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Elgar: The Apostles, Op. 49
Edward Elgar, Richard Hickox, London Symphony Chorus
Elgar: The Apostles, Op. 49
Genre: Classical
 
  •  Track Listings (12) - Disc #1
  •  Track Listings (10) - Disc #2


      
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CD Details

All Artists: Edward Elgar, Richard Hickox, London Symphony Chorus, London Symphony Orchestra, Roderick Elms, Alison Hargan, David Rendall, Robert Lloyd
Title: Elgar: The Apostles, Op. 49
Members Wishing: 0
Total Copies: 0
Label: Chandos
Release Date: 10/28/1992
Genre: Classical
Styles: Opera & Classical Vocal, Symphonies
Number of Discs: 2
SwapaCD Credits: 2
UPC: 095115887523
 

CD Reviews

Fine performances of a worthy work
G.D. | Norway | 02/18/2009
(4 out of 5 stars)

"Elgar's large-scale biblical oratorio "The Apostles" isn't quite on the same level as "The Dream of Gerontius"; it is structurally less coherent than, say, "The Kingdom", and the style is not as immediately appealing as in, say, his large-scale dramatic cantata "Caractatus" - it is drier, more conservative, stodgier; "worthy" is perhaps the most apposite description. Still, there are moments of genuine inspiration here, and no one who appreciates Elgar's music in general would want to be without it. The other main competitor in the catalogue is Boult's 1973 recording on EMI. I haven't heard that one (reviewers tend to favor it by a small margin to this one - because of Boult; the singers on the Chandos version are in the end often considered superior), but the full and clear Chandos-sound, especially the way it serves to underline the climaxes, should at least be a point of consideration as well. I am not at all familiar with the more recent recording under Cooke.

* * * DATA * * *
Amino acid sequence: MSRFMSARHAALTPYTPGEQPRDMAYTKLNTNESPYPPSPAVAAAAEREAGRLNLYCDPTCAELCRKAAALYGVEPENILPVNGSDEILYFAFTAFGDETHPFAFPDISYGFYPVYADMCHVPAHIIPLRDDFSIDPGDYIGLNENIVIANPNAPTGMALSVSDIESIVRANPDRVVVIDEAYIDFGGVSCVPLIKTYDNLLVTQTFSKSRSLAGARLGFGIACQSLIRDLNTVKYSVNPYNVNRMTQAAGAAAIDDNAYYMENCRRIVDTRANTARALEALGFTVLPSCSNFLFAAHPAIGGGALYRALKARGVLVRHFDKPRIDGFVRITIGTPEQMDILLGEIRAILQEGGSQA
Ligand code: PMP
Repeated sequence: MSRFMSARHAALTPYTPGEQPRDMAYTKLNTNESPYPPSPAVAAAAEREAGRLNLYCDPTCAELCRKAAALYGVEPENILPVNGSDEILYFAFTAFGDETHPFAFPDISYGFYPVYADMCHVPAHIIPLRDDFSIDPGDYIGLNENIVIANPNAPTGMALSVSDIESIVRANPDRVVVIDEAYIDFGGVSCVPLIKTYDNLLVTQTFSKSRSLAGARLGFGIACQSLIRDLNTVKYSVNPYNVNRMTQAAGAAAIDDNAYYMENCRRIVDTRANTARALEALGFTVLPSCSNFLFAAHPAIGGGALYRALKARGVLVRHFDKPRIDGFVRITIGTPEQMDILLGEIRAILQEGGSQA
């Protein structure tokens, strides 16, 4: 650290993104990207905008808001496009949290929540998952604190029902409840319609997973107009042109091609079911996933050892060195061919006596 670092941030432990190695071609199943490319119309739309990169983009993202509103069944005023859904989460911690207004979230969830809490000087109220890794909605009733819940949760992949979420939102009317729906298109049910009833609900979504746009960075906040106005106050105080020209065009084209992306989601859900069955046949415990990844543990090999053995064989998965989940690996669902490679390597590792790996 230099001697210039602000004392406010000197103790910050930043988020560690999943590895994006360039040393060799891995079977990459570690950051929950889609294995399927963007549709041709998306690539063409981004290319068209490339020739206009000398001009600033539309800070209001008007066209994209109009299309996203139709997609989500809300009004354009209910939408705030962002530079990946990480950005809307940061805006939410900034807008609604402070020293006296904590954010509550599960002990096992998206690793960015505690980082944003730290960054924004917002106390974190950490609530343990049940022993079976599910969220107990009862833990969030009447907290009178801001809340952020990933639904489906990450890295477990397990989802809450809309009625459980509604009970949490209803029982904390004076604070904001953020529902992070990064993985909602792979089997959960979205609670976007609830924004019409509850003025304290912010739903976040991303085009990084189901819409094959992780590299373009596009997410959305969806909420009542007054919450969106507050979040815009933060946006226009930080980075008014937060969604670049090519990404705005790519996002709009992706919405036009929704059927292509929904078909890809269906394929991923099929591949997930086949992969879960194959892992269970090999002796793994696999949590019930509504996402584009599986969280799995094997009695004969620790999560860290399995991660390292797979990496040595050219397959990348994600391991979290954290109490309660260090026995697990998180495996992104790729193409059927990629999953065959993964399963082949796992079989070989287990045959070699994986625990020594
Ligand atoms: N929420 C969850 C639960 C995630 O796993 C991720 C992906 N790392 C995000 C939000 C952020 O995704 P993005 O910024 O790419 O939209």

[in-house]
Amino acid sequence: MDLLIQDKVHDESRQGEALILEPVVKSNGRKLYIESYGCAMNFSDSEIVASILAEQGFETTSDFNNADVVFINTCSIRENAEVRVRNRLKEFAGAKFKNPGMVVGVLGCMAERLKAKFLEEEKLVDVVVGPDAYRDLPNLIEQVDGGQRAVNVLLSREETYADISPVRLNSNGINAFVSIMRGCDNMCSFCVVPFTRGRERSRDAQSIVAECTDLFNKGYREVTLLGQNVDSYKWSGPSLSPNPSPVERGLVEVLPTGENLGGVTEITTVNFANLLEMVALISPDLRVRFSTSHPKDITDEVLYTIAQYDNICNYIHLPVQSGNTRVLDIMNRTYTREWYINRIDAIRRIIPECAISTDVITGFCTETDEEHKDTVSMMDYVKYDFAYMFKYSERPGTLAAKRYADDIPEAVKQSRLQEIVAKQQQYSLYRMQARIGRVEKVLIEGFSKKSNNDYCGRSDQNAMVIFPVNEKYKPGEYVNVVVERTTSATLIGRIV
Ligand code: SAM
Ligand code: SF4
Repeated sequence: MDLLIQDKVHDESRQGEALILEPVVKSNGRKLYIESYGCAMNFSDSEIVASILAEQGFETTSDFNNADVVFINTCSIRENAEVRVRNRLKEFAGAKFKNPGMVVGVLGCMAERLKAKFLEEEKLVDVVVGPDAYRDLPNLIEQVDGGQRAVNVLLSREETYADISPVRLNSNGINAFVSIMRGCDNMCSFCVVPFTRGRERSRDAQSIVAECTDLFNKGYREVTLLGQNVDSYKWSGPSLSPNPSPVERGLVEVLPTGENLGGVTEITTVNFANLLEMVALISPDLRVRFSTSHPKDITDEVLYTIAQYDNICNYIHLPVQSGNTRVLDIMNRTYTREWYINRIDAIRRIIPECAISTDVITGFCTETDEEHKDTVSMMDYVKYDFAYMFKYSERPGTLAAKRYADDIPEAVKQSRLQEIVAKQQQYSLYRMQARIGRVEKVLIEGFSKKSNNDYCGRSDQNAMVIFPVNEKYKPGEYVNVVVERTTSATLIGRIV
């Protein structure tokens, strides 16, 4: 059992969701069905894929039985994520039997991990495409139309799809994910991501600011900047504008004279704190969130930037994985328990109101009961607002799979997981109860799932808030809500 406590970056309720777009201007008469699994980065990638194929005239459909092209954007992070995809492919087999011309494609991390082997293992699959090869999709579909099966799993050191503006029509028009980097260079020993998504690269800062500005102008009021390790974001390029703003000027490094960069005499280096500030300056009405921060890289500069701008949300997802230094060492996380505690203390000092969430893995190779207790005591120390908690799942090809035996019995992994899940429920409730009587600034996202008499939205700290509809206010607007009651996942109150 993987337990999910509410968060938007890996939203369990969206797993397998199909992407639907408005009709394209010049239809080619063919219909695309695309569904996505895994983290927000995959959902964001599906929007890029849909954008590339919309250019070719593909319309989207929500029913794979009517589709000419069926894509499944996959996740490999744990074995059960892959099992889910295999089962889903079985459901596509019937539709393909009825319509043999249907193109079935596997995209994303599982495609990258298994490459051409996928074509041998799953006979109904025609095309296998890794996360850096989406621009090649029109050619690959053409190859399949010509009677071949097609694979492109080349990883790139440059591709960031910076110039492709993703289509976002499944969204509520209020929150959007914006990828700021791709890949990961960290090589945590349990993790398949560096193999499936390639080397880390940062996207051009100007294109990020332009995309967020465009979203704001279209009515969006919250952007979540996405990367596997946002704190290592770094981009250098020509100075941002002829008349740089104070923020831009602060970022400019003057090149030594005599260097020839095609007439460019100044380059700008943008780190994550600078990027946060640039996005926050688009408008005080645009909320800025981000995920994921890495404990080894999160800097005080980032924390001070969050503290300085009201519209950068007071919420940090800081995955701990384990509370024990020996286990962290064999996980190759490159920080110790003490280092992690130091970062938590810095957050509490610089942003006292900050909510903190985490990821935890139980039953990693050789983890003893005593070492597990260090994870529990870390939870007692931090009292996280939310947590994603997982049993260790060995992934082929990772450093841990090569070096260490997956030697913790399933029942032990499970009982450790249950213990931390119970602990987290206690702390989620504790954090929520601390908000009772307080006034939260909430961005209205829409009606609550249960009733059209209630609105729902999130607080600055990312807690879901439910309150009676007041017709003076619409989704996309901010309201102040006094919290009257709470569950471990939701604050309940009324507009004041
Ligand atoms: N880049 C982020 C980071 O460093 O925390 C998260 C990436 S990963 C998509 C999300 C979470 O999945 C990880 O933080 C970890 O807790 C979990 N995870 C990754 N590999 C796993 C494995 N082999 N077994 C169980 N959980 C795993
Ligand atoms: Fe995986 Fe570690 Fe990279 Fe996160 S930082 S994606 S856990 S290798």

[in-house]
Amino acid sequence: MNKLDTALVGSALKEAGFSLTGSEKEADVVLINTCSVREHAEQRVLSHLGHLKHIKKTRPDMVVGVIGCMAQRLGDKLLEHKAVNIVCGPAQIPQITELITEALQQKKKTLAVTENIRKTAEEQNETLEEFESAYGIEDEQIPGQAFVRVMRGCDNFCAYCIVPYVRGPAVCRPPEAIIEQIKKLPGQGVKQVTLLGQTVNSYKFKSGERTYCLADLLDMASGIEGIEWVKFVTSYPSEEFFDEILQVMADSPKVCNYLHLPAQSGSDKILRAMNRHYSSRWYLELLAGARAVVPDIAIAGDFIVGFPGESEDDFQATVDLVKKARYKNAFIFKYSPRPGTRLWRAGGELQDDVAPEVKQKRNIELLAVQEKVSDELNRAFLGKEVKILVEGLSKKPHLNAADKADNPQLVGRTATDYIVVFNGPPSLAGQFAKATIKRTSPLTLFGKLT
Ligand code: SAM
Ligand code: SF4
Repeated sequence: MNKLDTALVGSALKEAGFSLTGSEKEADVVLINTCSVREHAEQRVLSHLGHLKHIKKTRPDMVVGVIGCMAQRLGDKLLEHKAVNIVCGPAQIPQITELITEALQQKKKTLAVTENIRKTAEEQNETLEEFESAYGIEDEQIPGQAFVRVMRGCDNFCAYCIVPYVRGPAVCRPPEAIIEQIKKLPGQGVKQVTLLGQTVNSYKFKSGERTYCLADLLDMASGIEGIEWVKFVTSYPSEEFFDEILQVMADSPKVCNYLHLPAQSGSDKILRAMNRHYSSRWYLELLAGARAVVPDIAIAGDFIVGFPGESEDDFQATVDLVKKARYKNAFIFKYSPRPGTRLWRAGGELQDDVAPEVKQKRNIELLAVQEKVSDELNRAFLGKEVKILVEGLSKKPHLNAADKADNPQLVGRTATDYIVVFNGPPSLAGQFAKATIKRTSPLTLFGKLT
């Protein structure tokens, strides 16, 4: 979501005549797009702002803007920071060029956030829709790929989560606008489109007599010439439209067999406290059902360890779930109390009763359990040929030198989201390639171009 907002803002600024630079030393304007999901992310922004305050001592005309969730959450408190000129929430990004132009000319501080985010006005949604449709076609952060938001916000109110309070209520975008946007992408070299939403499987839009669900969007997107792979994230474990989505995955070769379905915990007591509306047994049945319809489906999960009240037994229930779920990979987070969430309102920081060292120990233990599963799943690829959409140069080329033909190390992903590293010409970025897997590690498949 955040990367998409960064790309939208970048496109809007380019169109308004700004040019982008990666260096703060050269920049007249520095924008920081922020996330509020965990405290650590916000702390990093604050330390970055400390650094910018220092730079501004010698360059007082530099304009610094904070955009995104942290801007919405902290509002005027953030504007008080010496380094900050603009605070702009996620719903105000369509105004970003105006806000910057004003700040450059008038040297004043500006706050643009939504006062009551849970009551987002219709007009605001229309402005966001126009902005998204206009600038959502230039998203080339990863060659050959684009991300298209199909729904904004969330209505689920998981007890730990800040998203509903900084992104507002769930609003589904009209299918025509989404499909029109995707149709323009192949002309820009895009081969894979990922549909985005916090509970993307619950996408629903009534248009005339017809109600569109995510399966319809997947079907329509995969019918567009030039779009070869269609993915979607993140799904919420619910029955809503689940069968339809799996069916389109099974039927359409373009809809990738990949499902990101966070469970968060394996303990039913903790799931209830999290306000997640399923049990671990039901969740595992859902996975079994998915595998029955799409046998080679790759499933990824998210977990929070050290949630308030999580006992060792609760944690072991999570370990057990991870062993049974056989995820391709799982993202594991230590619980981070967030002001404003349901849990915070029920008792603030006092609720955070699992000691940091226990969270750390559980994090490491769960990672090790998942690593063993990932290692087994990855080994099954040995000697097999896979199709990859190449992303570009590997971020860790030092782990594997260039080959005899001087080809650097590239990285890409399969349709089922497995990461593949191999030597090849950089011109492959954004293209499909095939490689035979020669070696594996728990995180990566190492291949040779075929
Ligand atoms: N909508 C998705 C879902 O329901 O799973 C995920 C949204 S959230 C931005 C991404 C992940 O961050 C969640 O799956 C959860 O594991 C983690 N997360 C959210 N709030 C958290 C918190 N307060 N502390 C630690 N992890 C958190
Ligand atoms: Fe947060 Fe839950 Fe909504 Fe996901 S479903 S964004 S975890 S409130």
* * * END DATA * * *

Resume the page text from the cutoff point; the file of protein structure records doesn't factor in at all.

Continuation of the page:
The performances are indeed very fine and the soloists very good; Robert Lloyd as Judas should in particular be pointed out (since Judas in general is allotted much of the best music apart from the choral scenes). Stephen Roberts, Alison Hargan and Alfreda Hodgson give for the most part sensitive portrayals, but Bryn Terfel steals the showhere as St Peter - he really does give us a committed and splendidly sung performance. Nothing to complain about with regards to the chorus or orchestra either, so this one can be safely recommended to anyone who doesn't expect another Gerontius."